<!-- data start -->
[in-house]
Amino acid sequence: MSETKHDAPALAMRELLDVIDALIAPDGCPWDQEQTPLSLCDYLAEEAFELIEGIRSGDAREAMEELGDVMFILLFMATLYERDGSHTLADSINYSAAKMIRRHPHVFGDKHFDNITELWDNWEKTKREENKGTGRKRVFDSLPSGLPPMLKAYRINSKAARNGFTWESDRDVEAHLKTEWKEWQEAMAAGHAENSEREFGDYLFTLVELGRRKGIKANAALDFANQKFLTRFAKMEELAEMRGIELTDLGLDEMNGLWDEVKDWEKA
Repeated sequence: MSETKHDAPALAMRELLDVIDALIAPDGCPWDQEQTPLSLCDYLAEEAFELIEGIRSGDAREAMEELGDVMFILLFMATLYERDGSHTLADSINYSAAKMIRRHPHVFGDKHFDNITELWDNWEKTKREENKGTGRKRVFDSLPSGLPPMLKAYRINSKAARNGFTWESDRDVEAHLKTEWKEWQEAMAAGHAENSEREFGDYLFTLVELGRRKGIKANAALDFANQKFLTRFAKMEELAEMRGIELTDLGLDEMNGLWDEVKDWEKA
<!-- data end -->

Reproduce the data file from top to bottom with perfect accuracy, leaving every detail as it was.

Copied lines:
[in-house]
Amino acid sequence: MSETKHDAPALAMRELLDVIDALIAPDGCPWDQEQTPLSLCDYLAEEAFELIEGIRSGDAREAMEELGDVMFILLFMATLYERDGSHTLADSINYSAAKMIRRHPHVFGDKHFDNITELWDNWEKTKREENKGTGRKRVFDSLPSGLPPMLKAYRINSKAARNGFTWESDRDVEAHLKTEWKEWQEAMAAGHAENSEREFGDYLFTLVELGRRKGIKANAALDFANQKFLTRFAKMEELAEMRGIELTDLGLDEMNGLWDEVKDWEKA
Repeated sequence: MSETKHDAPALAMRELLDVIDALIAPDGCPWDQEQTPLSLCDYLAEEAFELIEGIRSGDAREAMEELGDVMFILLFMATLYERDGSHTLADSINYSAAKMIRRHPHVFGDKHFDNITELWDNWEKTKREENKGTGRKRVFDSLPSGLPPMLKAYRINSKAARNGFTWESDRDVEAHLKTEWKEWQEAMAAGHAENSEREFGDYLFTLVELGRRKGIKANAALDFANQKFLTRFAKMEELAEMRGIELTDLGLDEMNGLWDEVKDWEKA